What Does The Fox Say?

Yes, I know, the Ylvis song dates from 2013, and I remember at the time a lot of reference librarians I know were annoyed by dozens of patrons sending in the question “What does the fox say?” every day, but I couldn’t resist, and anyway I still like the song and I think the statute of limitations has passed.

And what reminded me of it is this video of a man serenading a wild fox, which the fox seemed to appreciate:


It’s an interesting thing at this time of because, well, in the United States in a few weeks a lot of people are getting ready to roast and eat a large bird that’s been purposely fattened up, beheaded, plucked, and, in most cases, frozen for shipment across long distances—that is if supply chain issues don’t keep causing trouble. And in Canada they did it a few weeks ago, while in Europe the Christmas goose, or other bird–including the turkey, or, at one time, an imported African fowl–isn’t far from meeting its own demise.

Not that there’s anything wrong with that. I’ve eaten plenty of Thanksgiving turkey, and plan to eat more, but, to get back to the guy serenading the fox, it did make me think about how our relationship to animals is, to put it mildly, complicated. And that’s partly because we are animals ourselves. We may think that what we call civilization sets us apart but, at heart, our hearts aren’t that different from those of our fellow mammals, which is what makes our interactions with them so layered.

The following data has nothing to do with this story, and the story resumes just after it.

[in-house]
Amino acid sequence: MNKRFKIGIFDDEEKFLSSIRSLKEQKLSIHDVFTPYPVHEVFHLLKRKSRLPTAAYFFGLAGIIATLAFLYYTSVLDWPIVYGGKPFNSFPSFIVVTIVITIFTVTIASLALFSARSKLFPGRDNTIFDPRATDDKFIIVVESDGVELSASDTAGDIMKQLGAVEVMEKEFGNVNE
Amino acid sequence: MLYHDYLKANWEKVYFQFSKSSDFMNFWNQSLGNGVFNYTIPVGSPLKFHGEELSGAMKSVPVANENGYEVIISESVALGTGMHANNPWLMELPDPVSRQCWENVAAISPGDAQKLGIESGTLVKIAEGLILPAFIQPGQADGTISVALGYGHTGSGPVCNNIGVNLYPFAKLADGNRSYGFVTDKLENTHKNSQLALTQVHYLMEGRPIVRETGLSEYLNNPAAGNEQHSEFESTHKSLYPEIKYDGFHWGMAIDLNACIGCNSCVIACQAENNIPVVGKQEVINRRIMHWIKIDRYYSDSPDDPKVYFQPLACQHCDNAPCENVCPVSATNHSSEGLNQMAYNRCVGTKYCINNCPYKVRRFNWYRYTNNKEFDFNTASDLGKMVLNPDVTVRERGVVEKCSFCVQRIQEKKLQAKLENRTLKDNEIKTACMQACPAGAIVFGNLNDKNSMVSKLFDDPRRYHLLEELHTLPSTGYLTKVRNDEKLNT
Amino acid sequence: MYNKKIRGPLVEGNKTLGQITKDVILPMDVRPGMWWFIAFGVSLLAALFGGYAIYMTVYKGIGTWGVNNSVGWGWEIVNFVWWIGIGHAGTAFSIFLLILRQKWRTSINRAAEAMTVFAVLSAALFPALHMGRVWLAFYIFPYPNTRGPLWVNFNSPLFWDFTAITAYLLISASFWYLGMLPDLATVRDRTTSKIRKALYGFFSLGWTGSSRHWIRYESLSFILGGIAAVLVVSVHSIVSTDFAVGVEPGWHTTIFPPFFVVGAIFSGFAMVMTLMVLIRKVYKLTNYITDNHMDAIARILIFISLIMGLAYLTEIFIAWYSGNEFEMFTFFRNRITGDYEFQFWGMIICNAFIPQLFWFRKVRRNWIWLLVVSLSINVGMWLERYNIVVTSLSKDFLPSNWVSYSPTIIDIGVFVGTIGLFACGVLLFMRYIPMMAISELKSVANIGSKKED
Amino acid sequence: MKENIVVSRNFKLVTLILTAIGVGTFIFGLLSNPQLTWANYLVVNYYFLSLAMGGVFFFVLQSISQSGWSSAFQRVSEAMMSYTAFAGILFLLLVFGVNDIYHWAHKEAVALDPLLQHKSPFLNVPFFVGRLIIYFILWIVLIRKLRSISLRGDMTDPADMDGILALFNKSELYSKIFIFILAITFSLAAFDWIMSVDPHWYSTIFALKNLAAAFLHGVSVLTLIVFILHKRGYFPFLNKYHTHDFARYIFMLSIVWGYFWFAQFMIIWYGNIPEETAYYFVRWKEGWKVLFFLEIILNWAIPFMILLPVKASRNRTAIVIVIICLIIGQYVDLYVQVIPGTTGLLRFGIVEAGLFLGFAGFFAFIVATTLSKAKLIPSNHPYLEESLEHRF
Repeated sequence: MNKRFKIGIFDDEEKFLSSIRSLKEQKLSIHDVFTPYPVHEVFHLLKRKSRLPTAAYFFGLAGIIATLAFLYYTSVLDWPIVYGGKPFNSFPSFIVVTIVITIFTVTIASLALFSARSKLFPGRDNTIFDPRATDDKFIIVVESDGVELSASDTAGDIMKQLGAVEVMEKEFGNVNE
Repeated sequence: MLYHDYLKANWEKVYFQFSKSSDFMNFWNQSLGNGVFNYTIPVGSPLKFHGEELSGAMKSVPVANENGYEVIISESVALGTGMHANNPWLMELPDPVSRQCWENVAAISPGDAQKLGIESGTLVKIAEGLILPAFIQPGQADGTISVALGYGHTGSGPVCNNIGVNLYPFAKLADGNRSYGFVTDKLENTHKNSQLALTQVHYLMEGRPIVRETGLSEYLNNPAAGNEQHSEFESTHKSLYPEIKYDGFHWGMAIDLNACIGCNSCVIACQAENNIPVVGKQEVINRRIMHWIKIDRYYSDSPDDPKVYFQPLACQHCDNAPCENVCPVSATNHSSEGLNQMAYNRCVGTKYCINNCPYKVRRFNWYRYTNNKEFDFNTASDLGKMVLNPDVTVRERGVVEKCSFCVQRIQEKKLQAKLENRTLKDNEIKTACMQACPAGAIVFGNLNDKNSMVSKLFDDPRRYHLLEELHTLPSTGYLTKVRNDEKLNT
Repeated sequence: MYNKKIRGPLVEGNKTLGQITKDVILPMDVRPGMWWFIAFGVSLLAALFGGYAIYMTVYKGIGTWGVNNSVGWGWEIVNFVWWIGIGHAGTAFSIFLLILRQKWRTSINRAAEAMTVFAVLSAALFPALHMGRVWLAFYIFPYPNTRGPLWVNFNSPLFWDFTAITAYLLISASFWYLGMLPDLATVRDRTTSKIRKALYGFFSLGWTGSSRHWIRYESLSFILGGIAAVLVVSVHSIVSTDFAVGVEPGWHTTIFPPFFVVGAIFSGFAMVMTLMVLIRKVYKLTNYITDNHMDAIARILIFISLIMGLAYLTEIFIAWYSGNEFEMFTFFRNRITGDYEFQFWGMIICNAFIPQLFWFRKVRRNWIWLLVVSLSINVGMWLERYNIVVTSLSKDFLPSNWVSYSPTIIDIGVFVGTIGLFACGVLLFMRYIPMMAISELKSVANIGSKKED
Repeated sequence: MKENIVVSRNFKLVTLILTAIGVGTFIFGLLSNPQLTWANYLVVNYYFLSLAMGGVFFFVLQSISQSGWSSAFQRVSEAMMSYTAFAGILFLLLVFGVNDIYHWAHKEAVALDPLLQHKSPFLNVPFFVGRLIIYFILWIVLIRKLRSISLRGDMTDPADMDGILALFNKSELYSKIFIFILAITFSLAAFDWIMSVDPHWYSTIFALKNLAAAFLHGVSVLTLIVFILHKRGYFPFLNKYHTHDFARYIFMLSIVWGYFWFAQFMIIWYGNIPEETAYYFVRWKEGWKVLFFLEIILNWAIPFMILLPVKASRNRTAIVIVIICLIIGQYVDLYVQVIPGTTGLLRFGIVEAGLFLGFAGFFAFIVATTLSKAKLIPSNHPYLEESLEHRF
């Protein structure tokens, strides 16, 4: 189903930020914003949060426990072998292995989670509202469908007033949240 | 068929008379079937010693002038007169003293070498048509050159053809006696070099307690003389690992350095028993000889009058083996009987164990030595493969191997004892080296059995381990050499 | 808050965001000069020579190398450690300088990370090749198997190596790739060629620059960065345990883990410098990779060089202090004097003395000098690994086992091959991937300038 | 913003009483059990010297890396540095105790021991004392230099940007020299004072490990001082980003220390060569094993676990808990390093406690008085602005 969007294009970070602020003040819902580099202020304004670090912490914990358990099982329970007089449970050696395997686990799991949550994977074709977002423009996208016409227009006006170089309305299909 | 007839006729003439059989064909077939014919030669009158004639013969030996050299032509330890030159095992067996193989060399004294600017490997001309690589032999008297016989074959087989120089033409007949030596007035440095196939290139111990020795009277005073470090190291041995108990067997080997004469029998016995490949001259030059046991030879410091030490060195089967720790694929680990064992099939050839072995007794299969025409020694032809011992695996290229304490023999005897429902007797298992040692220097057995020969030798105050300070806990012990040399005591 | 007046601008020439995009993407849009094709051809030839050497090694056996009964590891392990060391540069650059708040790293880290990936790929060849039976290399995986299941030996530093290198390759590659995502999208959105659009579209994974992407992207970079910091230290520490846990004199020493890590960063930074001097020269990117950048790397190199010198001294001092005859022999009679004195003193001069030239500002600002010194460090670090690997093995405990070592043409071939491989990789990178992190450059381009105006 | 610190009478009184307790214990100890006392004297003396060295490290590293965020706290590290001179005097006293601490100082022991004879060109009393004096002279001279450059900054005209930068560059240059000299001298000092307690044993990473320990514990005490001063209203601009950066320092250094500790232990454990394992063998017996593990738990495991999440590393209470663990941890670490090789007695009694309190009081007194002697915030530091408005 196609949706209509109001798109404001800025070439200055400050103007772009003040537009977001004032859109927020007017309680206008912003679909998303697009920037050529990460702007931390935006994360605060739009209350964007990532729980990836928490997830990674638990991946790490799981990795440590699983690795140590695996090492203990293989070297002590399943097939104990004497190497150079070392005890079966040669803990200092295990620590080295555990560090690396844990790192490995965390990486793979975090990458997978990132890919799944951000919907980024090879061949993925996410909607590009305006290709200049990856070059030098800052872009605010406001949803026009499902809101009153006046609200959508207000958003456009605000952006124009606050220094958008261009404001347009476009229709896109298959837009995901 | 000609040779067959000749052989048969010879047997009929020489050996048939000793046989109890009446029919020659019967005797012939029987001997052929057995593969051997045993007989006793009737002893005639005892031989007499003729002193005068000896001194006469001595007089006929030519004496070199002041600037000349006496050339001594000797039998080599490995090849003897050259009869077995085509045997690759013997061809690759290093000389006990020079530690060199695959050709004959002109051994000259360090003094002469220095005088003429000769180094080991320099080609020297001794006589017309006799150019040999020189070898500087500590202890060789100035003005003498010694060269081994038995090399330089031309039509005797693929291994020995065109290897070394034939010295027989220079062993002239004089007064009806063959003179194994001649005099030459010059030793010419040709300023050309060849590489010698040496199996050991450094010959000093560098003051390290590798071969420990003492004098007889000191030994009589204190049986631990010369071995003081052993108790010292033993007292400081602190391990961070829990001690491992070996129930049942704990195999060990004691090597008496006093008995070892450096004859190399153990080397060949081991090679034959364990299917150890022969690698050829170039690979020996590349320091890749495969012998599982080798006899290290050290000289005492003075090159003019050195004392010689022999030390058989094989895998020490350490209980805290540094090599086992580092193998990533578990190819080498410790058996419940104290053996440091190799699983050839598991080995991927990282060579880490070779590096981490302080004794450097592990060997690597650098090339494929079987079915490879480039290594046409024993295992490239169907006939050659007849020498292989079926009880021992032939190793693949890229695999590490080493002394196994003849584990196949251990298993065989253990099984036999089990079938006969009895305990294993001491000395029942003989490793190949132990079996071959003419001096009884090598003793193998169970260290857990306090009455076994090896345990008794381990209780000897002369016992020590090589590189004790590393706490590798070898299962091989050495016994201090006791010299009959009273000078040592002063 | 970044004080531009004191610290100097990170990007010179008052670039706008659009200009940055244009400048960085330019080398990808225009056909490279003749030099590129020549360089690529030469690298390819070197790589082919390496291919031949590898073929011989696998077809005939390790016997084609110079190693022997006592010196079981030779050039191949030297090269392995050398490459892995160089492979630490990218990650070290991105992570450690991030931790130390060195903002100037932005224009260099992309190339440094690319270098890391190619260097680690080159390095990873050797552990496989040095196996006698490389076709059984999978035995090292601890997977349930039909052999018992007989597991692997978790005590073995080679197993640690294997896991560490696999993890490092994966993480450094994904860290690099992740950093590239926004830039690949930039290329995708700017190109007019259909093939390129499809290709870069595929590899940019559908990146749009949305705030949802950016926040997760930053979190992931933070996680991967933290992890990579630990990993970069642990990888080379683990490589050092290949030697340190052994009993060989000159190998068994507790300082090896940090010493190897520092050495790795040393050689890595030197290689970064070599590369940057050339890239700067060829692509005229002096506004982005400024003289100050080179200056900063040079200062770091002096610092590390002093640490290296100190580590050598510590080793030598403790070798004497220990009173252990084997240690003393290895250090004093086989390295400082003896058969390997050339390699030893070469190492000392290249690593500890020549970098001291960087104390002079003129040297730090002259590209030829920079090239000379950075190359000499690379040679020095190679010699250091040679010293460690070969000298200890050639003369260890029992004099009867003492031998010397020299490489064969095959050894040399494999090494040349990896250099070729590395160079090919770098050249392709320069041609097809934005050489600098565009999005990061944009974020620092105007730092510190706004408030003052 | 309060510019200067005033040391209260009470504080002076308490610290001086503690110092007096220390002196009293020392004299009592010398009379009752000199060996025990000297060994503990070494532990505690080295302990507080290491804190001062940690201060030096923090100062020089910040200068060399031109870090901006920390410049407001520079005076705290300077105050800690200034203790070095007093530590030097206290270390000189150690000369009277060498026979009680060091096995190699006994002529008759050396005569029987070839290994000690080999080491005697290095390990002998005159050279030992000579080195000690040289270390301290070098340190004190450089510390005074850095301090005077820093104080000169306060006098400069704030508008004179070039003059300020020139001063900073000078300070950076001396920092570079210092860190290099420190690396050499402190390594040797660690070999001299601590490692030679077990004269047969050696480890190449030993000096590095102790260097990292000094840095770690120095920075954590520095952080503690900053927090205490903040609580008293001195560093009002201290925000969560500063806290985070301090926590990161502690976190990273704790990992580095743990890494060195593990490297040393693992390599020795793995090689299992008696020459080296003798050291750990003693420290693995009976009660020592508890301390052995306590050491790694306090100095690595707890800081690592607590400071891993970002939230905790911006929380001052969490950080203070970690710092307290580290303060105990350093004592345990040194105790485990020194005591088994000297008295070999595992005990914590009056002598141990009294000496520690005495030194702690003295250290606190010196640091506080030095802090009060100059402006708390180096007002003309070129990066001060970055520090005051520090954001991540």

Some animals we love and invite into our homes, some we fear, some we just eat. Foxen are among those that defy easy categorization. They’re metaphors for beauty, cleverness, ruthlessness, they’ve been hunted for their fur, and they’ve been hunted as just vermin. They’re wild creatures and yet there’s a funny line going around of people describing foxen as “dogs running cat software”.

I think that’s one reason the traditional English fox hunt is declining. Well, that and fox populations are declining. And, well, a traditional English fox hunt ultimately only has one goal: to kill the fox. Say what you will about Thanksgiving but at least we eat the turkey.

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  1. mydangblog

    Personally, I find hunting for sport abhorrent. Foxes are beautiful little creatures and I’m always in awe whenever I’m lucky enough to see one!
    mydangblog recently posted…Antique Like MeMy Profile

    1. Christopher Waldrop (Post author)

      I’m with you. Foxes really are beautiful animals and I love seeing them in my neighborhood, although seeing them also makes me a little sad. There used to be a wide swath of old farmland that had regrown into mostly woods between our house and the interstate. It was all cut down and turned into a shopping center a few years ago. Before that, I think, it was the perfect haven for foxes and other animals, but now they’ve been forced into the neighborhood where they don’t have as much protection or space.

  2. Ann Koplow

    Hey, Chris! Great post. On “Wait Wait Don’t Tell Me” yesterday they talked about somebody who had a pet he thought was a puppy, until it ate the neighbors chickens. It turned out the puppy was a young fox. I don’t know what the fox said but it ran away to live another day.

  3. Ann

    Hey Chris! Great post. I heard on “Wait wait don’t tell me” yesterday that some guy had a cute puppy that killed some of his neighbor’s chickens and then they found out it was a fox. I don’t know what the fox said but it ran away to live another day.

    1. Christopher Waldrop (Post author)

      I just listened to that episode of “Wait! Wait! Don’t Tell Me!” too! I really thought the puppy was going to turn out to be a wolf, or even part wolf, but it was even funnier that it turned out to be a fox.


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